Is Your Human Resources Department Profitable?

What's driving the role of HR as a strategic business partner

Businessman pointing to financial report and profit column

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What would you do if you had a Human Resources employee who could improve the company’s profit margins, positively impact the cost of goods sold, lower the day’s sales outstanding, and increase the price/earning ratio while liquidating overhead costs to the business - and still deliver flawless transactional and traditional HR services?

Most CEO’s would react in two ways:

  • Why is this individual wasting his/her time in an HR department?
  • Why didn’t I demand this level of HR department performance five years ago?

The concept of the Human Resources department as a profitability contributor is fast gaining currency in U.S. businesses and bears closer examination. Professor David Ulrich of the University of Michigan, a leading expert on HR competency models, sees the changing business world as a 20-20-60 proposition.

Of executives surveyed, 20% currently use the HR department as active and innovative business solution partners and another 20% believe that the HR department should remain as administrative overhead and only perform transactional work. However, 60% of the executives are starting to expect the HR department to partner with other departments to improve the company’s core competencies and competitive advantages, and more HR people are stepping up to the plate and delivering the goods.

Competitive Pressure

This shift is taking place because of competitive pressure in a fast-changing business world – pressures for sales, talent, and profits. Most CEOs (and their CFOs) are held accountable for three general, but powerful results: Increasing revenue, generating cash, and reducing costs. In order to focus on these three accountabilities, executives are discarding paradigms that no longer work as companies seek to stay in and grow their business.

The HR department as a strictly administrative overhead and resource consumer is one of the paradigms under justifiable attack. Transactional HR departmental activities such as payroll, benefits administration, and recordkeeping are easily outsourced or digitized with significant cost savings.

We have worked with companies who have digitized their current and past employee databases. In one company, they eliminated over 35 five-drawer file cabinets (and two rooms) and condensed them into CDs that fit into a shoebox. With advances in technology, even the shoebox is in jeopardy as a storage device.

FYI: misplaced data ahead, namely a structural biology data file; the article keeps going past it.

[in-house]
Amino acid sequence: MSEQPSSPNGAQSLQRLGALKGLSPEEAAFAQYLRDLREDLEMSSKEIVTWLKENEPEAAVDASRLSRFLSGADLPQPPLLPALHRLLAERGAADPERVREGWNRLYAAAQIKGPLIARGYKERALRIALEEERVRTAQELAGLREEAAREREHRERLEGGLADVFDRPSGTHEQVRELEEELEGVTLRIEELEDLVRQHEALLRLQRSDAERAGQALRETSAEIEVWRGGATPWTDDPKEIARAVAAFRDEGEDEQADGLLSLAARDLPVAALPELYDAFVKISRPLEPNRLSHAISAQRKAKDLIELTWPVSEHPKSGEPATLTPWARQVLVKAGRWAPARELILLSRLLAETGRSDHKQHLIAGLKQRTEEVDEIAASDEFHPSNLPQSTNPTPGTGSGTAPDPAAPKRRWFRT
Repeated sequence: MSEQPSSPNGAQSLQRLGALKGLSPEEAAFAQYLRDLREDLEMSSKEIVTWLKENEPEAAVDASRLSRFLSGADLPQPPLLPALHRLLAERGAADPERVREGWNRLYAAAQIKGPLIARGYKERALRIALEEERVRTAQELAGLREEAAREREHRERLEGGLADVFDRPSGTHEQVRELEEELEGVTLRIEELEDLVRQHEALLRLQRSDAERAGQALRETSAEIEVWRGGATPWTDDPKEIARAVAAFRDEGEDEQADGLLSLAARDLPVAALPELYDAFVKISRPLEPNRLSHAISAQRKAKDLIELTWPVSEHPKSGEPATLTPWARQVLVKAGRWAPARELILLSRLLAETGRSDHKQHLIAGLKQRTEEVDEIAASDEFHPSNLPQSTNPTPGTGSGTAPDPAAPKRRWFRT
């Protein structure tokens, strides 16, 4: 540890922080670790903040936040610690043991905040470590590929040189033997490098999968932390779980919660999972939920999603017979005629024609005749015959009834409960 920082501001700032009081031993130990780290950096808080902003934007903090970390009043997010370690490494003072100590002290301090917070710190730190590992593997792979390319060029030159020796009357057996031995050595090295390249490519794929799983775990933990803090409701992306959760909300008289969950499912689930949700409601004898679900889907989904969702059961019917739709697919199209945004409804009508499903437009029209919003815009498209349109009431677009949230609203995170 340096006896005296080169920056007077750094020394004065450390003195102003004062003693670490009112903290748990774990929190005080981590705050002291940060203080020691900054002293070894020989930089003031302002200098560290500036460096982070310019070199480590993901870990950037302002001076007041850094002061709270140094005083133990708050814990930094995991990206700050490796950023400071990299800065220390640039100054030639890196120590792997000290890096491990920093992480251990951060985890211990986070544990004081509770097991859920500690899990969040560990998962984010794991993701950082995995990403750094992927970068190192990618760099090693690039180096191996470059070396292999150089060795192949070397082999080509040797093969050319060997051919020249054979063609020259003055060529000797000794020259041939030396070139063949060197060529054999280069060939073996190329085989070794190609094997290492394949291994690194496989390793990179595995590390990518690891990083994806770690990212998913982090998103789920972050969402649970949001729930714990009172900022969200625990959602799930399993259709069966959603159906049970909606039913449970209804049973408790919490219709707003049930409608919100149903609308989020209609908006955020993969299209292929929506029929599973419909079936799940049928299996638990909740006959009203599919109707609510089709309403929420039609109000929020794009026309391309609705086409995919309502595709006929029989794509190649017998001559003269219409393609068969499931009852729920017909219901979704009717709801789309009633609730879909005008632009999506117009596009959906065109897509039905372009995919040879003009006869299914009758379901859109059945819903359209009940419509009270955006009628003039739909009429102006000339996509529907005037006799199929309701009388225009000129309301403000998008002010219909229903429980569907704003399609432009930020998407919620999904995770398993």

HR as a Revenue Enhancer

For many CEOs and CFOs, the HR department as a revenue enhancer takes getting used to. That’s not the way they were taught.

They are more interested in the payoff and are asking appropriate questions: What’s in it for the company? Where is the improvement in the revenue stream? How does this get us new customers and retain our current customers? Where is the proof of corporate performance enhancement metrics?

Once they get solid answers to these questions from competent HR leaders, the CEOs are quick to change their thinking. To answer the payoff questions, recognize that a continual company-wide value chain analysis is critical to the success of any organization.

Over the past decade, CEOs began demanding that their Human Resources departments deliver flawless functional work and become a knowledgeable partner with all other disciplines to advance the company's business plan.

Individual professional silos are breaking down. Disciplines such as finance, sales, marketing, operations, and HR no longer exist as standalone entities. They are inter-dependent with one another. The weakness of any one of the links inhibits other links from maximizing their efficiency and productivity.

Expectations Have Changed

Three emerging concepts in the practice of HR bear examination.

What value does the HR department bring to the organization? Many HR teams lack a vision that includes their value to the organization. Do the HR department’s activities directly help the company achieve its broad business objectives?

Are the HR team’s arguments for or against a business strategy credible to the other department heads at the decision-making table? How are the HR department strategies, that benefit the employees, the shareholders, the customers, and all other stakeholders in the organization, selected and implemented?

What value does the HR department generate for the customer – the end user of the company’s product or service? Sales and quality are no longer restricted to the sales and quality assurance teams.

W. Edwards Deming taught organizations that quality and value must be built into every step of the process. The HR department doesn’t just hire a salesperson based on a manager’s request. The end result of HR’s recruiting and hiring efforts is that the customer who interacts with the new salesperson receives continuing world-class service from the company.